Alessandra Laufs1, Roshan Livingstone2, Maria Fritsch3, Julia Szendroedi4, Juergen Bunke5, Michael Roden1, 6, Jong-Hee Hwang1
1Institute for Clinical Diabetology, German Diabetes Center, Dsseldorf, Germany; 2Department of Radiology, Christian Medical College, Vellore, India; 3Medical University of Vienna, Vienna, Austria; 4Institute for Energy Metabolism, German Diabetes Center, Dsseldorf, Germany; 5Philips Healthcare, Hamburg, Germany; 6Department of Metabolic Deseases, University Clinics Dsseldorf, Dsseldorf, Germany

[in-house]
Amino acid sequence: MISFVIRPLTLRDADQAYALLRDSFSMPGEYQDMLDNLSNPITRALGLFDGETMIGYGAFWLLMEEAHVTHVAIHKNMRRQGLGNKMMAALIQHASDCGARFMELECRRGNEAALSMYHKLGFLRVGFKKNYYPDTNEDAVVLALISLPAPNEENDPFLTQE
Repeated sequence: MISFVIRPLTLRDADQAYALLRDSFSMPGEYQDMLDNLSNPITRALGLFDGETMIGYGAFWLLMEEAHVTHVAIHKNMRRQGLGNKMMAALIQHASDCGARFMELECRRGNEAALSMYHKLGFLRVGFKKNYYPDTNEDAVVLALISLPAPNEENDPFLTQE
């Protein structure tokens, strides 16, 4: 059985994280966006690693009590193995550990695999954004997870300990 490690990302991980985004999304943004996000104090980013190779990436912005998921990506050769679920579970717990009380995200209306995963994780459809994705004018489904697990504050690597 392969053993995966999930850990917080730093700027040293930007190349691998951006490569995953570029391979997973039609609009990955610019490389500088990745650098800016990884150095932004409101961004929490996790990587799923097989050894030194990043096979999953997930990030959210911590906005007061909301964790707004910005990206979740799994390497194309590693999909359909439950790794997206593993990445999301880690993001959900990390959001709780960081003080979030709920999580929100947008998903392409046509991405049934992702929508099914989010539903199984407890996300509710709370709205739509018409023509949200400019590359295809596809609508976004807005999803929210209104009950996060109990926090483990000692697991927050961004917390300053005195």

Changes in phosphoenolpyruvate (PEP) concentrations of the liver were quantified before and after a high-carbohydrate meal using 31P MRS in six healthy subjects at 3T. Quantification of PEP was performed using matching phantoms and an external reference in order to correct for excitation pulse profile, coil loading, B1 field inhomogeneity, T1 relaxation time (T1 = 0.82 0.16 s, separately assessed, N = 5)and the amount of liver fat. The concentration of PEP 140 min after the meal was significantly decreased from 1.14 0.22 mmol/l to 0.86 0.22 mmol/l (N = 6, p = 0.01, paired t-test).